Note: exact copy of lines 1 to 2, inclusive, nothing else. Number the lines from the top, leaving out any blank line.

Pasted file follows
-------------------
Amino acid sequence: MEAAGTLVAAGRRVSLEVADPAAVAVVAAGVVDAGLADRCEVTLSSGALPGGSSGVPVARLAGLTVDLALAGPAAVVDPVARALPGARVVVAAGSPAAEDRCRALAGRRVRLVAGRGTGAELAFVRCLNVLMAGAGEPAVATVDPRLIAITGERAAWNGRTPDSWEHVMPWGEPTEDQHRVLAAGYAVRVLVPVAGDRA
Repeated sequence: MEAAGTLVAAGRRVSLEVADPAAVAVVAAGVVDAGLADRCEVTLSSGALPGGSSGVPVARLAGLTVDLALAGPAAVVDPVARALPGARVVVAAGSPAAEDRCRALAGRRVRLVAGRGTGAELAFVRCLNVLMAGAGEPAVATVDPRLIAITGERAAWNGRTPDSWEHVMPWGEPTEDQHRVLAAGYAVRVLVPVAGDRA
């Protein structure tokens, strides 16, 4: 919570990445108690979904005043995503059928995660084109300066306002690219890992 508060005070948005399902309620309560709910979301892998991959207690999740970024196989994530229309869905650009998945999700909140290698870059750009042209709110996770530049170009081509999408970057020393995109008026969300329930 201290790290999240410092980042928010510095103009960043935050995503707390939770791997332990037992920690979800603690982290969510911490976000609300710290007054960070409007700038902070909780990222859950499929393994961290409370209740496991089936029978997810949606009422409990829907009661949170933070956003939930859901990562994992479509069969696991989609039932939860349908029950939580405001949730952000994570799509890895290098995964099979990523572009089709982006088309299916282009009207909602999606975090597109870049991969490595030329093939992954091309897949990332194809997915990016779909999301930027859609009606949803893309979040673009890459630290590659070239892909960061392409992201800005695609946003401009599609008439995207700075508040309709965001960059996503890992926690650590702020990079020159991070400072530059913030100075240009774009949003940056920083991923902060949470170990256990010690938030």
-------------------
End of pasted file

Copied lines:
Amino acid sequence: MEAAGTLVAAGRRVSLEVADPAAVAVVAAGVVDAGLADRCEVTLSSGALPGGSSGVPVARLAGLTVDLALAGPAAVVDPVARALPGARVVVAAGSPAAEDRCRALAGRRVRLVAGRGTGAELAFVRCLNVLMAGAGEPAVATVDPRLIAITGERAAWNGRTPDSWEHVMPWGEPTEDQHRVLAAGYAVRVLVPVAGDRA
Repeated sequence: MEAAGTLVAAGRRVSLEVADPAAVAVVAAGVVDAGLADRCEVTLSSGALPGGSSGVPVARLAGLTVDLALAGPAAVVDPVARALPGARVVVAAGSPAAEDRCRALAGRRVRLVAGRGTGAELAFVRCLNVLMAGAGEPAVATVDPRLIAITGERAAWNGRTPDSWEHVMPWGEPTEDQHRVLAAGYAVRVLVPVAGDRA